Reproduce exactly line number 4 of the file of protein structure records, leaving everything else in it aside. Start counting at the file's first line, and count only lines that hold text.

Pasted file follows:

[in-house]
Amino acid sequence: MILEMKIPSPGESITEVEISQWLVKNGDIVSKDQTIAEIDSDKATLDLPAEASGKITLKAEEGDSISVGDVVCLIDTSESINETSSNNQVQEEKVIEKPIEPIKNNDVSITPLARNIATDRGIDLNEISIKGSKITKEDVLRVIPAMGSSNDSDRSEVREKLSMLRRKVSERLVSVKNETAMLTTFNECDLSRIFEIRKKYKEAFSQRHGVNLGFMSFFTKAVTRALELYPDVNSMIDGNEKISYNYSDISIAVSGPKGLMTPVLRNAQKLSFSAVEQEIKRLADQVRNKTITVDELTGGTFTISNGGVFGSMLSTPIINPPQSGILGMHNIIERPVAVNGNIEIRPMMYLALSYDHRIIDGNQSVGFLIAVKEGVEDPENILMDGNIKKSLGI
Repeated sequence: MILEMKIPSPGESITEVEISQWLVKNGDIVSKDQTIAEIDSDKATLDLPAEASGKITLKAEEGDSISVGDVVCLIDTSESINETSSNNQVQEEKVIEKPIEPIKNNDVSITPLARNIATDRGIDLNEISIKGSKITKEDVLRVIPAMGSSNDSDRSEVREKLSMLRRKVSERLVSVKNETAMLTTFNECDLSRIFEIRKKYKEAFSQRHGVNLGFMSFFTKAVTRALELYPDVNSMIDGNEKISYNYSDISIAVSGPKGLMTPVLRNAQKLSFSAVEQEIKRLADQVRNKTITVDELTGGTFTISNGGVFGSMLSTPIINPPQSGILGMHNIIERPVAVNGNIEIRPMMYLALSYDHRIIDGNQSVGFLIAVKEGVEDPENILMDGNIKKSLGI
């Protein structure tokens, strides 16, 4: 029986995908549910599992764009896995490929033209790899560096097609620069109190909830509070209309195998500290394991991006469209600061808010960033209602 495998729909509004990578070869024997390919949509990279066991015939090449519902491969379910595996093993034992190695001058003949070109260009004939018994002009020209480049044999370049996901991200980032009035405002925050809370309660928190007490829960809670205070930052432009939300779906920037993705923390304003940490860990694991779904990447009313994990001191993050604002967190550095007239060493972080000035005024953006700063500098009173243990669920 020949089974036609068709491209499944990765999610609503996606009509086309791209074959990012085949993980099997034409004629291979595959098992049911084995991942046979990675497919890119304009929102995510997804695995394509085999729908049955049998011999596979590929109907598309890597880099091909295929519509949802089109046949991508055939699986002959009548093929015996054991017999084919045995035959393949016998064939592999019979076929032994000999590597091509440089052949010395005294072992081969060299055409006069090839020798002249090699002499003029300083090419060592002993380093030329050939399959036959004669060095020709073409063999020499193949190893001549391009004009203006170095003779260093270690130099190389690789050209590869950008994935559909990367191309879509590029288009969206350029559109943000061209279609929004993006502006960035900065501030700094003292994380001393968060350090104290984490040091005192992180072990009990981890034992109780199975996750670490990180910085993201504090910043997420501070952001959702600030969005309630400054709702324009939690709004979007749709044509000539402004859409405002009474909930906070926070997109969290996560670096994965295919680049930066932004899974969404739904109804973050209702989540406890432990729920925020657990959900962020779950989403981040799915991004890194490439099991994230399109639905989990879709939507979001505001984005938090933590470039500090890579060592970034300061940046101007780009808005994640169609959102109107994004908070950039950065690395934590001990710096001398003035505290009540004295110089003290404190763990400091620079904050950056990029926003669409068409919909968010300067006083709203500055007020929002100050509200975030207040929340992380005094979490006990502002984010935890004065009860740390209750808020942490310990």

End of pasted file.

């Protein structure tokens, strides 16, 4: 029986995908549910599992764009896995490929033209790899560096097609620069109190909830509070209309195998500290394991991006469209600061808010960033209602 495998729909509004990578070869024997390919949509990279066991015939090449519902491969379910595996093993034992190695001058003949070109260009004939018994002009020209480049044999370049996901991200980032009035405002925050809370309660928190007490829960809670205070930052432009939300779906920037993705923390304003940490860990694991779904990447009313994990001191993050604002967190550095007239060493972080000035005024953006700063500098009173243990669920 020949089974036609068709491209499944990765999610609503996606009509086309791209074959990012085949993980099997034409004629291979595959098992049911084995991942046979990675497919890119304009929102995510997804695995394509085999729908049955049998011999596979590929109907598309890597880099091909295929519509949802089109046949991508055939699986002959009548093929015996054991017999084919045995035959393949016998064939592999019979076929032994000999590597091509440089052949010395005294072992081969060299055409006069090839020798002249090699002499003029300083090419060592002993380093030329050939399959036959004669060095020709073409063999020499193949190893001549391009004009203006170095003779260093270690130099190389690789050209590869950008994935559909990367191309879509590029288009969206350029559109943000061209279609929004993006502006960035900065501030700094003292994380001393968060350090104290984490040091005192992180072990009990981890034992109780199975996750670490990180910085993201504090910043997420501070952001959702600030969005309630400054709702324009939690709004979007749709044509000539402004859409405002009474909930906070926070997109969290996560670096994965295919680049930066932004899974969404739904109804973050209702989540406890432990729920925020657990959900962020779950989403981040799915991004890194490439099991994230399109639905989990879709939507979001505001984005938090933590470039500090890579060592970034300061940046101007780009808005994640169609959102109107994004908070950039950065690395934590001990710096001398003035505290009540004295110089003290404190763990400091620079904050950056990029926003669409068409919909968010300067006083709203500055007020929002100050509200975030207040929340992380005094979490006990502002984010935890004065009860740390209750808020942490310990």